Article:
5 essentials if you visit Lugo: the Wall, the Cathedral, the Roman baths, the Roman bridge and the wine area

Lugo has been standing for more centuries than any other Galician city, as it seems that it was founded by Paulo Fabio Máximo around 25 BC, although then its name was Lucus Augusti, of course. In Lugo it is a fact that the Romans were there for a while, it is something that is noticeable as soon as you arrive in the city, especially if the Arde Lucus coincides…

For example, there we have the Wall, one hundred percent Roman, which is the backbone of the urban nucleus, and an authentic symbol of the city. Built between the years 260 and 325 approximately, a World Heritage Site since 2000, it is the only Roman wall in the world that preserves its original perimeter, of more than 2 km. It frames enough space to house the historic center, with the Cathedral, the Main Square, the Town Hall, the Provincial Museum… Originally it had 85 high towers with large windows at the top. Today there are only 71 cubes left, which end up in the walkway. The tower of A Mosqueira is the only one that preserves remains of the windows. The wall walk is more than 4 m wide, and forms the most typical promenade route in Lugo, which we cannot miss, with views inside and outside the wall. If we want to go in or out we have up to ten gates, some of them new.

Just in front of one of the gates, the one of Santiago, near the Main Square, is the Cathedral of Santa María. Although its origin as a temple dates back much earlier, in the 12th century it was enlarged with Raimundo de Monforte as master builder. In the 14th century it was transformed again and, later, in the 18th century, due to the aftermath of the Lisbon earthquake. Overall, the predominant style is late Romanesque, although it shows successive Gothic, Baroque and Neoclassical interventions.

In the North Gate, the Romanesque portal stands out, with Christ on the capital that represents the Last Supper. Inside, the altarpiece by Cornelis de Holanda stands out, from the 16th century, on the front of the transept, as well as the baroque choir, by Francisco de Moure, which has the particularity of being the only one in Galicia that is preserved in its original place, in the central nave. In the Gothic ambulatory, we find the Baroque chapel of The Virgin with Big Eyes, by Casas Novoa, with an altarpiece by Miguel de Romay. Here is the carving of the Virgin with the Child, which is earlier. By the way, this deep-eyed virgin is the patron saint of the city. And the patron saint is San Froilán, who also has his chapel, this Renaissance one, with the carving of Francisco de Moure.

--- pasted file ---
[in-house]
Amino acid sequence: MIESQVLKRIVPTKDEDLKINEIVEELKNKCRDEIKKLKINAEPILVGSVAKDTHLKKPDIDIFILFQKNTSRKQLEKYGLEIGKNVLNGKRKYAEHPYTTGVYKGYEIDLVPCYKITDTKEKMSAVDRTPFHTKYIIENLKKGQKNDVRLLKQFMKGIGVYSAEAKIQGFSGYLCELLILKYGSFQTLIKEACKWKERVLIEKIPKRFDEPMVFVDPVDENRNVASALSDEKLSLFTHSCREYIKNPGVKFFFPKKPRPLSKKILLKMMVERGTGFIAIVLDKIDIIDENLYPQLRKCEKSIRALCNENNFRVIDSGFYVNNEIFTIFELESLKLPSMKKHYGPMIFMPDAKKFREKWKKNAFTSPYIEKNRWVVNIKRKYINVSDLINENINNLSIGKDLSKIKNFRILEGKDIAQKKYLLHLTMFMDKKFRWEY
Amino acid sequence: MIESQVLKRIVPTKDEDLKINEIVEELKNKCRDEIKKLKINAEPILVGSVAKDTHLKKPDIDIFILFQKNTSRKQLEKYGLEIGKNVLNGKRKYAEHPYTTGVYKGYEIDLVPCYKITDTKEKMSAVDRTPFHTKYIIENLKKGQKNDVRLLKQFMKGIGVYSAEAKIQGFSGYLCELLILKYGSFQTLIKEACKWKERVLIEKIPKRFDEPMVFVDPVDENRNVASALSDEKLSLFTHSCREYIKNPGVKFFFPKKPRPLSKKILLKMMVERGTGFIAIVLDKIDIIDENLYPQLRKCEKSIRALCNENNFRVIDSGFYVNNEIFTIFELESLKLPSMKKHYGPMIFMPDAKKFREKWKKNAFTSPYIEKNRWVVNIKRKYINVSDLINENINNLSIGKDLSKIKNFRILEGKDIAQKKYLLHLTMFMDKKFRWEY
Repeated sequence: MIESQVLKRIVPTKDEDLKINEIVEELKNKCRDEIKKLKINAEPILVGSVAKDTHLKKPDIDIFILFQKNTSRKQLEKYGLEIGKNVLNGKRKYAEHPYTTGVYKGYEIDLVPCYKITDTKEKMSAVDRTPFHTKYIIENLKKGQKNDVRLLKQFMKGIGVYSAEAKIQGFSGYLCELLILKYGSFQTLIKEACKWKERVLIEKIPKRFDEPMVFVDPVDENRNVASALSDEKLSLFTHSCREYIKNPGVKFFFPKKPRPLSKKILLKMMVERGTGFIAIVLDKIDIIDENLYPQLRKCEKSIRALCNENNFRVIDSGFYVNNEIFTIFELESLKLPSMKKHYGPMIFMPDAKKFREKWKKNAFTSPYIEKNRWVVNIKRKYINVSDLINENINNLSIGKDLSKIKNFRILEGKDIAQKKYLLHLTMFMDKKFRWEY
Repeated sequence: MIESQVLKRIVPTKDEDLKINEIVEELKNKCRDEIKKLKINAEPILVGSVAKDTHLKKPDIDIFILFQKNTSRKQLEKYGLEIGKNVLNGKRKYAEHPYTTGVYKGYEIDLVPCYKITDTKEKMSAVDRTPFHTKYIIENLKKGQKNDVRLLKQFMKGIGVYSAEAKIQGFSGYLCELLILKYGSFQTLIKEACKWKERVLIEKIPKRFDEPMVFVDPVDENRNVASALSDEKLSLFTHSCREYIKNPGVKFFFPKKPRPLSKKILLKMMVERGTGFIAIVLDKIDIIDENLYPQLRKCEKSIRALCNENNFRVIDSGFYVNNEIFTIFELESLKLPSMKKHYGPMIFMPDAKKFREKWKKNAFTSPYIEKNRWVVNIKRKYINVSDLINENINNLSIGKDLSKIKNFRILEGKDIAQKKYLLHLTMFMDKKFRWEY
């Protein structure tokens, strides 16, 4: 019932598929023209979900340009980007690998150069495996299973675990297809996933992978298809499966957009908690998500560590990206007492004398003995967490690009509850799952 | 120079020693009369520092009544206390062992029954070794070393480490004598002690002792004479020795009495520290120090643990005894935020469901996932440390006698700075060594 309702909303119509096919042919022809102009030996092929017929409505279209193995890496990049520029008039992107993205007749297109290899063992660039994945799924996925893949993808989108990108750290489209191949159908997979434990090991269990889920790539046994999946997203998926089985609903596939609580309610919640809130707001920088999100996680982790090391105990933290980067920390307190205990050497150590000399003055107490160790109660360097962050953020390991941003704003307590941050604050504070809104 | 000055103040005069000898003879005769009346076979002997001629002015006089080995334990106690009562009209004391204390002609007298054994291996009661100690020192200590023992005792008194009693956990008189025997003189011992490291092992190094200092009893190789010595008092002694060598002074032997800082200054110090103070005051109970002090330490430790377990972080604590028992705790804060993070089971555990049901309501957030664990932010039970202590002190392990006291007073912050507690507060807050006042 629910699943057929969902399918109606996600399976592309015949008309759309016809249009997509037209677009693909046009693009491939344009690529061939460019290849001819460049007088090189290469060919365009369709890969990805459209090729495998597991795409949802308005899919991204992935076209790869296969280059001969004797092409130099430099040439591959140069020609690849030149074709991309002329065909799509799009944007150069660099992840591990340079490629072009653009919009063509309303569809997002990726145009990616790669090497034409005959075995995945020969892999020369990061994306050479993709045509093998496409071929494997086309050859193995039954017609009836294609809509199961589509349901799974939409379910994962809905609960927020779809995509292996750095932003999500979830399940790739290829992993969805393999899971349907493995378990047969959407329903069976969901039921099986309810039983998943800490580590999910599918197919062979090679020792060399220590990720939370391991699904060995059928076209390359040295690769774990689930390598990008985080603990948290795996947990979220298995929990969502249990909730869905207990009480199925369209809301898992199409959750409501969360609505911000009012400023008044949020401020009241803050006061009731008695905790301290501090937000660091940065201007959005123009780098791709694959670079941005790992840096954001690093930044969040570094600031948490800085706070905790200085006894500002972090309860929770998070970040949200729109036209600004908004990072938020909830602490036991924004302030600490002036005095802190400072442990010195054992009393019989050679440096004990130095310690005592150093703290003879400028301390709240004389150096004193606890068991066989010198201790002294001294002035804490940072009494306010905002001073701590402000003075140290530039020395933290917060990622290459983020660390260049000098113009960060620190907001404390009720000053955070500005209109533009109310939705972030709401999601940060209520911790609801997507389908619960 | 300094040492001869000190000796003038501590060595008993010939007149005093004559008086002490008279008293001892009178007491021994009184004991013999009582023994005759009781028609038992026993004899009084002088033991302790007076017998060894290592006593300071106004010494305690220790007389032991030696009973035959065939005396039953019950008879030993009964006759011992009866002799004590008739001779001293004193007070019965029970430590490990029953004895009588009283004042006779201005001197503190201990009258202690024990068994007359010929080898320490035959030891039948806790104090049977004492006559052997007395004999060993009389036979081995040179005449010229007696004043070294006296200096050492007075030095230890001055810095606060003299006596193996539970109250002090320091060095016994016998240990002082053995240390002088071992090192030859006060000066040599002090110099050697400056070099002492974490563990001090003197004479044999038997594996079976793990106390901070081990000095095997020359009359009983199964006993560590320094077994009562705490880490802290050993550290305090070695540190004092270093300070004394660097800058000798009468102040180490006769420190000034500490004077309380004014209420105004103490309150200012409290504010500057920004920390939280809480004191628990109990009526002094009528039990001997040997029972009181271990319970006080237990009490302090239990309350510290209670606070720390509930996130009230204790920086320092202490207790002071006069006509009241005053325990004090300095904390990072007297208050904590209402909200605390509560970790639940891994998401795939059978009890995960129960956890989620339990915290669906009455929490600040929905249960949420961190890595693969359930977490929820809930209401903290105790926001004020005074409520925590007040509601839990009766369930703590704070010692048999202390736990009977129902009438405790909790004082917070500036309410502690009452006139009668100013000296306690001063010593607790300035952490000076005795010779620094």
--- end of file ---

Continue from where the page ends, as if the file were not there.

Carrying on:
But, in addition to the artistic works, the cathedral of Lugo has a special privilege: that of exposing the Blessed Sacrament in the main chapel all the time, day and night, following a custom that is said to date back to the 15th century. That is why Lugo is also called a sacramental city. Every year, following a 16th century tradition, an act of offering to the sacrament is made with representatives of the seven capitals of the Old Kingdom of Galicia. By the way, this host is the one that appears on the coat of arms of Galicia.

One thing is clear: from the Roman presence we cannot escape. Even outside the wall, for example, in the Miño river. If we leave the wall through the Porta Miñá or Porta do Carme, the original gate that is best preserved, and follow the Calzada da Ponte, we arrive at the Roman Bridge or Ponte Vella, which crosses the river to the southwest. With its 104 m long and 4 m wide, it joins the road with the old road to Santiago, forming part of the Camino Primitivo. It dates from the 1st century, when the XIX road passed through here, which reached Bracara Augusta. Over time, it underwent several renovations, which turned it into a pedestrian bridge, ideal for following the route along the river promenade.

And following the walk for about 100 m, we come to the Roman baths, another memory that the Empire left us. They are remains of an old spa (around 15 BC). The best preserved enclosure is the apodyditerium, that is, the changing room. There are also remains of the old bath room, vaulted, with the area for cold (frigidarium), warm (tepidarium) and hot (caldarium) baths. Today they are inside the Hotel Balneario de Lugo, which is the one that organizes the visits to access the hot springs.

To say goodbye to Lugo, there is nothing better than going to the wine area. Here we see how welcoming this land is, where tradition dictates that tapas be free. That and how rich they are, is something that hooks the visitor. Although there are many hotels and restaurants along Lugo, the typical meeting place to have a few cups is inside the wall, in the area of rúa Nova, which faces the Porta Nova; rúa da Cruz, and the intersection of the two, in the Praza do Campo. Here we have many places to choose from, and a lot of atmosphere in the street and, while we have a drink, we can plan our next visit to Lugo, because we will surely return.

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